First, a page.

Surface-immobilized and self-shaped DNA hydrogels and their application in biosensing†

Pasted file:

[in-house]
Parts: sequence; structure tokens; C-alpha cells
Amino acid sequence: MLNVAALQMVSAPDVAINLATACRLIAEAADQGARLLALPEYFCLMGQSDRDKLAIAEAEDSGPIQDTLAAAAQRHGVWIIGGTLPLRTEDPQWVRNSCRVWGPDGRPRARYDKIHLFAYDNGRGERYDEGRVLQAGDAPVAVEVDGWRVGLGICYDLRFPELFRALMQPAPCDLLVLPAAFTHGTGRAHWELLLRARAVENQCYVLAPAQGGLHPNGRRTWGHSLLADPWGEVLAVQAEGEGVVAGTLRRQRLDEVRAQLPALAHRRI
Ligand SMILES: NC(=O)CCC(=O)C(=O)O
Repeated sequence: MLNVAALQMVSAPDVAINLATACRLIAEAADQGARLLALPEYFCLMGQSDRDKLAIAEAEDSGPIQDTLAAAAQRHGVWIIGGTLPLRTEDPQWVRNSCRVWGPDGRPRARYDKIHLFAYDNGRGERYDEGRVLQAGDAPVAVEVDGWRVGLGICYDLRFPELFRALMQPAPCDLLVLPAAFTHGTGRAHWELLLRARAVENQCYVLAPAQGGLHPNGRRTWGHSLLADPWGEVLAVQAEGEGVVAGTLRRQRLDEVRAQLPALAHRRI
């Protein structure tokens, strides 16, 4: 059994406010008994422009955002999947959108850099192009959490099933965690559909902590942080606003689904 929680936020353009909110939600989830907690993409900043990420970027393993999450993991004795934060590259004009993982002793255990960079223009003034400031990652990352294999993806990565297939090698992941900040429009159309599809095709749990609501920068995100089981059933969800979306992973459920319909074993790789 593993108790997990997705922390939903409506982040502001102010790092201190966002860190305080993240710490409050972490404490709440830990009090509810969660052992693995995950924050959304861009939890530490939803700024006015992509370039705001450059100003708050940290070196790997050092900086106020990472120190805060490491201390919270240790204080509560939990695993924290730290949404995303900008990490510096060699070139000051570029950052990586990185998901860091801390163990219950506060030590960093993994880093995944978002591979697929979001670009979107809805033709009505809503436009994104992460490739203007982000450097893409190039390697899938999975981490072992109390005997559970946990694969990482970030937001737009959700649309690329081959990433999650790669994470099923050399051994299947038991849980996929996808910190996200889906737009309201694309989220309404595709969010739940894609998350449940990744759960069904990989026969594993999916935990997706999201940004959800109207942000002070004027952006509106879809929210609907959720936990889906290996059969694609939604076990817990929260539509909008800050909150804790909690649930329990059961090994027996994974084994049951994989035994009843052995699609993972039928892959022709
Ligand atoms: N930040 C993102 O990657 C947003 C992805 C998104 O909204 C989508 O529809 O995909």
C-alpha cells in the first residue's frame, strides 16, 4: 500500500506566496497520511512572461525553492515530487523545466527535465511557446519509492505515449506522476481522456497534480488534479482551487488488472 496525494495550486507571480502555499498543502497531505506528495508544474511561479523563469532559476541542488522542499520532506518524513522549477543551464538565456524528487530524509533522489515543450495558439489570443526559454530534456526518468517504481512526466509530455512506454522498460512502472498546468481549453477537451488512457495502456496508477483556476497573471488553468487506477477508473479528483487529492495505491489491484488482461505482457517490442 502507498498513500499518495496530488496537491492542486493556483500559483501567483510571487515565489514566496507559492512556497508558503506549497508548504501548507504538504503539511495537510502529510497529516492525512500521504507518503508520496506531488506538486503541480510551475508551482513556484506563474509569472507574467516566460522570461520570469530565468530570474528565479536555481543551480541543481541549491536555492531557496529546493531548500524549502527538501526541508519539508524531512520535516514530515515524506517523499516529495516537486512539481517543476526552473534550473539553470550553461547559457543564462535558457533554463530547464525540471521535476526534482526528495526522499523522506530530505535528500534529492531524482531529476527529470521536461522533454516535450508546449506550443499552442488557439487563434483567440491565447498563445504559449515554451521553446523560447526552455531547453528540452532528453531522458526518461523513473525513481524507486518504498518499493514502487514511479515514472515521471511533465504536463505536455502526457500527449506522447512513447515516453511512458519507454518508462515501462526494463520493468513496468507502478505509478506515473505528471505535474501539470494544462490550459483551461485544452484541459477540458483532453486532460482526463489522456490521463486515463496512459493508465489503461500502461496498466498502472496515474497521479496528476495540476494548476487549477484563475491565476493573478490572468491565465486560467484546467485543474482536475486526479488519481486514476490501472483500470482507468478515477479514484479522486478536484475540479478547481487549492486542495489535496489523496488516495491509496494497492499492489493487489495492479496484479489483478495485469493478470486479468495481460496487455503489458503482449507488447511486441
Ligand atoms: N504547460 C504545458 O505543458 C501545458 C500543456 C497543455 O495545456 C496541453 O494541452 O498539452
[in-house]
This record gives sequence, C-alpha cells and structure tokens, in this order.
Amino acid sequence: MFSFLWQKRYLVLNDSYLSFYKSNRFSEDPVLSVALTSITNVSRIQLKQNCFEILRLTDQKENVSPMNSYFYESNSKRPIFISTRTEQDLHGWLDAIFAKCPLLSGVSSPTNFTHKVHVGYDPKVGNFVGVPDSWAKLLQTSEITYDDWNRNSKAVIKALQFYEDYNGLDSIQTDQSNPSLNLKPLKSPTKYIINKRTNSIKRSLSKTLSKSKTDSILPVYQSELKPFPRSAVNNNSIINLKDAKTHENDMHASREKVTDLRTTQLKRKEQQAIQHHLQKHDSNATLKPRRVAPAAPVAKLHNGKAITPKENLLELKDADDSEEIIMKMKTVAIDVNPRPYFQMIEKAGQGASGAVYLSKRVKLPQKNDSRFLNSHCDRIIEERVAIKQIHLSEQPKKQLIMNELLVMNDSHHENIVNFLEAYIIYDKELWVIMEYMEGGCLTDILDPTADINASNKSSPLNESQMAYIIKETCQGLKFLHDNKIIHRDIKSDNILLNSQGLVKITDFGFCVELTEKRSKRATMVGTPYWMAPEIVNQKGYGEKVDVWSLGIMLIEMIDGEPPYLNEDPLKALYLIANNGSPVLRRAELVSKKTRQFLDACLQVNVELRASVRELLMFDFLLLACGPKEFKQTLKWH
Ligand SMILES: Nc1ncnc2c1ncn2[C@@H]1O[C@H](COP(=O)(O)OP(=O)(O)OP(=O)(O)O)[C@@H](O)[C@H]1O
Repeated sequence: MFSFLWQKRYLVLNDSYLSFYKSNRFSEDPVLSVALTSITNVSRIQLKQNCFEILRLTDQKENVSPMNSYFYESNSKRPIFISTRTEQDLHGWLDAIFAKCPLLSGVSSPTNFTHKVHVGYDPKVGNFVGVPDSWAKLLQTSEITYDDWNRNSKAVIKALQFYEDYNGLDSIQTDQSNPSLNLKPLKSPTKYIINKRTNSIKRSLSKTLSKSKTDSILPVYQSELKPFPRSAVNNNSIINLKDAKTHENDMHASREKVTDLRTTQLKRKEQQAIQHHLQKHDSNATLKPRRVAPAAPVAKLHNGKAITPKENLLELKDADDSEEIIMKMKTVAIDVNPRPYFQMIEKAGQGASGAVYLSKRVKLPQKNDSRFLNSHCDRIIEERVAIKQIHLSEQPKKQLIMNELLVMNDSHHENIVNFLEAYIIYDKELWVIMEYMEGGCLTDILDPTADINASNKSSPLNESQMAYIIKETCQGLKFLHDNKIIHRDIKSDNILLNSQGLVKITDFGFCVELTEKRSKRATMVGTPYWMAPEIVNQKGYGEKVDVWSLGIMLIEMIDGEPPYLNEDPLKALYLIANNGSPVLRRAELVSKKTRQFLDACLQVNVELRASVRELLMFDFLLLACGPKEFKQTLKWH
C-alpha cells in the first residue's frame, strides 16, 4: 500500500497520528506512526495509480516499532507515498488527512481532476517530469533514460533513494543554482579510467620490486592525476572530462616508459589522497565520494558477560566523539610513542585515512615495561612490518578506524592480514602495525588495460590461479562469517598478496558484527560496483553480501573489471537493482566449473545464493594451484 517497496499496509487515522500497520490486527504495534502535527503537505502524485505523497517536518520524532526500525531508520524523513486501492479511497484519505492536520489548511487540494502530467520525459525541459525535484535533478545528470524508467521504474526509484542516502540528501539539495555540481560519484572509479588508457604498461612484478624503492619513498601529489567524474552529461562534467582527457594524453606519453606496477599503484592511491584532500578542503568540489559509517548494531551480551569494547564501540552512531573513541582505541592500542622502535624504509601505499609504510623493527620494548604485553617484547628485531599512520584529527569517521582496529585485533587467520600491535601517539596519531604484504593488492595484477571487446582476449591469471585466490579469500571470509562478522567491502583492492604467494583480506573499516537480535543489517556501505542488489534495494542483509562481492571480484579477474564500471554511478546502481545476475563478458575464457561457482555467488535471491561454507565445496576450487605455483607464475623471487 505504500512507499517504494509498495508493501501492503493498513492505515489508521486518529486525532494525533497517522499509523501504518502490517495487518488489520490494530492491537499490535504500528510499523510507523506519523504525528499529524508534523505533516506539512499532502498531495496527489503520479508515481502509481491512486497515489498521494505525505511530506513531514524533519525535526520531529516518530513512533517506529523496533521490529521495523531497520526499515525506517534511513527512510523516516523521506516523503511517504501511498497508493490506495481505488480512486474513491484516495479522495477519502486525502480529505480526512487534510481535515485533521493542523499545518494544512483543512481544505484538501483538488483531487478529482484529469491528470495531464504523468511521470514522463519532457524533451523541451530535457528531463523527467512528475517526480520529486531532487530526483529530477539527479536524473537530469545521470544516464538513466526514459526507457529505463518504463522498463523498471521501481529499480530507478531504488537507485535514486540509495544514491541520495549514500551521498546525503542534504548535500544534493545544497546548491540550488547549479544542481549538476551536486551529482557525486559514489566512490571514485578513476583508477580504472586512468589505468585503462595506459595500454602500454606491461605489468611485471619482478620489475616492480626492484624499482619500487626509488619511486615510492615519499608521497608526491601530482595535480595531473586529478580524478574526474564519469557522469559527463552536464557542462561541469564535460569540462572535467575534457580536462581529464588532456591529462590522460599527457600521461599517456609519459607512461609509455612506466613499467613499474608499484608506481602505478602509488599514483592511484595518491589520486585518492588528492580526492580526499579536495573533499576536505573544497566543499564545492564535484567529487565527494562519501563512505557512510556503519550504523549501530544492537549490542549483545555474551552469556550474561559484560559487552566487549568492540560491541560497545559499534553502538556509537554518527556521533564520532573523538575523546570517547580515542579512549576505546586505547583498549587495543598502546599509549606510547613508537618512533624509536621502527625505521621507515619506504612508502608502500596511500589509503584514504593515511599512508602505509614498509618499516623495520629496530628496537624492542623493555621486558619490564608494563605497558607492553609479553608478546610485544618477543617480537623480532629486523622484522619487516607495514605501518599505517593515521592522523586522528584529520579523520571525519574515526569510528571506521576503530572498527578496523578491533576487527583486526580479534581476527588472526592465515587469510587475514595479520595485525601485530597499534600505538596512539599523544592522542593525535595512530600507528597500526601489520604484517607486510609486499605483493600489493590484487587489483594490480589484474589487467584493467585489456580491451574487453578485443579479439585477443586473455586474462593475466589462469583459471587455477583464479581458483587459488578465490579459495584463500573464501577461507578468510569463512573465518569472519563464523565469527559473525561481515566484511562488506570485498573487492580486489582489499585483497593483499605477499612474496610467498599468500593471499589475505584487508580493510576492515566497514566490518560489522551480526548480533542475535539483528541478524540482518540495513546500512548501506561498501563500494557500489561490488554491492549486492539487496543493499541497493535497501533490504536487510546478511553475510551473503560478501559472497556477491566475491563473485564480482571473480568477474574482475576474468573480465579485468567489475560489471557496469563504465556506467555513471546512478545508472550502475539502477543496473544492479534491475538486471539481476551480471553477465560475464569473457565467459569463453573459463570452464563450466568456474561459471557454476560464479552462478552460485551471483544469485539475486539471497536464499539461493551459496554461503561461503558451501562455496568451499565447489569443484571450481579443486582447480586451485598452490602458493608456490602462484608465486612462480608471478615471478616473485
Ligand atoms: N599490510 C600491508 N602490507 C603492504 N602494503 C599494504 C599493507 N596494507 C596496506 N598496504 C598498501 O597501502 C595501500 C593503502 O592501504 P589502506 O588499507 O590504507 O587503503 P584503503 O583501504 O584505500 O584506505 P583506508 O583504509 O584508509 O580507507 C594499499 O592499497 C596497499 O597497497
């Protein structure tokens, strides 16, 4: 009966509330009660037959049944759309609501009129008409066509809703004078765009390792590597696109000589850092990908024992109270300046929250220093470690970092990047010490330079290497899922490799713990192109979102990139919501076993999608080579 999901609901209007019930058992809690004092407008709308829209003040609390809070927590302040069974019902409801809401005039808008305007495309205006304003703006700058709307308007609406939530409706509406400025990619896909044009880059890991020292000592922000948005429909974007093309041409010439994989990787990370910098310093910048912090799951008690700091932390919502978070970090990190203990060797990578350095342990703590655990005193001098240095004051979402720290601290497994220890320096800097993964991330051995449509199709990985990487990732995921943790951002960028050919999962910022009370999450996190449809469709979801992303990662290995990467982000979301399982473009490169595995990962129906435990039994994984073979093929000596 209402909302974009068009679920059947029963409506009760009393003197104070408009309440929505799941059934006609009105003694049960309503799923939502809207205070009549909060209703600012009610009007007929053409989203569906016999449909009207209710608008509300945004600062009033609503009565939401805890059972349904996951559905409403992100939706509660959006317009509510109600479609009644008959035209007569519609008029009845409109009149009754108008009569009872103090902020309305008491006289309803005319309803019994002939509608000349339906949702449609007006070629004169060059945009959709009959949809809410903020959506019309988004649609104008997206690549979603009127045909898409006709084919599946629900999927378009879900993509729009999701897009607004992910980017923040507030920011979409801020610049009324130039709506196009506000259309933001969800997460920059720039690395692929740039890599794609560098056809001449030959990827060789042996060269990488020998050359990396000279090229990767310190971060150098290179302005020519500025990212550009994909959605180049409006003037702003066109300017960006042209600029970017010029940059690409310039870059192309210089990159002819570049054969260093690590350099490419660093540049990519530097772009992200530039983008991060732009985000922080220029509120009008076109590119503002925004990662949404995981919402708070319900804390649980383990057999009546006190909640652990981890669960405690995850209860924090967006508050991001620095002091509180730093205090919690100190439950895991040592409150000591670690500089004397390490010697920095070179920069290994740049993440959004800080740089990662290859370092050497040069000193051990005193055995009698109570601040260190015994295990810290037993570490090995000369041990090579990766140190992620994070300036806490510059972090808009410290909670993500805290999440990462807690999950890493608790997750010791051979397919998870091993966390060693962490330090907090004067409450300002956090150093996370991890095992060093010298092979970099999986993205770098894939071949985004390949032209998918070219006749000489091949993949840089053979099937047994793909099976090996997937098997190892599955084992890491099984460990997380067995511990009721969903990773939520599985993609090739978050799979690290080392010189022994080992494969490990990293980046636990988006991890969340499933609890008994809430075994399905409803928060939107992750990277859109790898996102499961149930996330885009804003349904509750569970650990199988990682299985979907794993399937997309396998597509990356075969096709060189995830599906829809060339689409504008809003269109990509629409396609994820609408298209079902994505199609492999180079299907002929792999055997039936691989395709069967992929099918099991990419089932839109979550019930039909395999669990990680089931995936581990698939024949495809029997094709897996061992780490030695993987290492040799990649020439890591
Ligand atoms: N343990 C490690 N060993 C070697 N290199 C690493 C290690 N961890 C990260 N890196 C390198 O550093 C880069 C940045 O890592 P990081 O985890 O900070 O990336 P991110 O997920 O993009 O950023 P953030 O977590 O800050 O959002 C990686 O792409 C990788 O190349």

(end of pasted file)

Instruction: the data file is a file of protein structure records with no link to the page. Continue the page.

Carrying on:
Hydrogels are of great interest in the field of biosensing for their good biocompatibility, plasticity, and capability of providing 3D scaffolds. Nevertheless, the application of hydrogels has not been linked with broad surface biosensing systems yet. To overcome the limitations, here for the first time, surface-immobilized pure DNA hydrogels were synthesized using a surficial primer-induced strategy and adopted for biosensing applications. The DNA hydrogel 3D scaffold is successfully constructed on a transparent ITO electrode, which facilitates both colourimetric and electrochemical measurements. Results show that the hydrogel is able to wrap enzymes solidly and exhibits favourable stability under different conditions. Owing to the free diffusion of the micromolecular targets throughout the hydrogel, while isolating the enzymes from the macromolecular interferences outside the hydrogel, the direct colourimetric and electrochemical detection of hydrogen peroxide and bilirubin in serum is achieved. The detection limit of hydrogen peroxide in serum is 22 nM by colourimetric analysis and 13 nM by electrochemical measurement. The detection limit of bilirubin is 32 nM, a favourable limit that could be used in jaundice diagnosis. In addition, the enzyme@hydrogel can be easily regenerated and the catalytic activity is retained for a few cycles, thus allowing the recycling of the hydrogel-based biosensing system. The successful integration of DNA hydrogels with surface biosensing systems will greatly expand the applications of hydrogels for diagnostic and environmental monitoring purposes.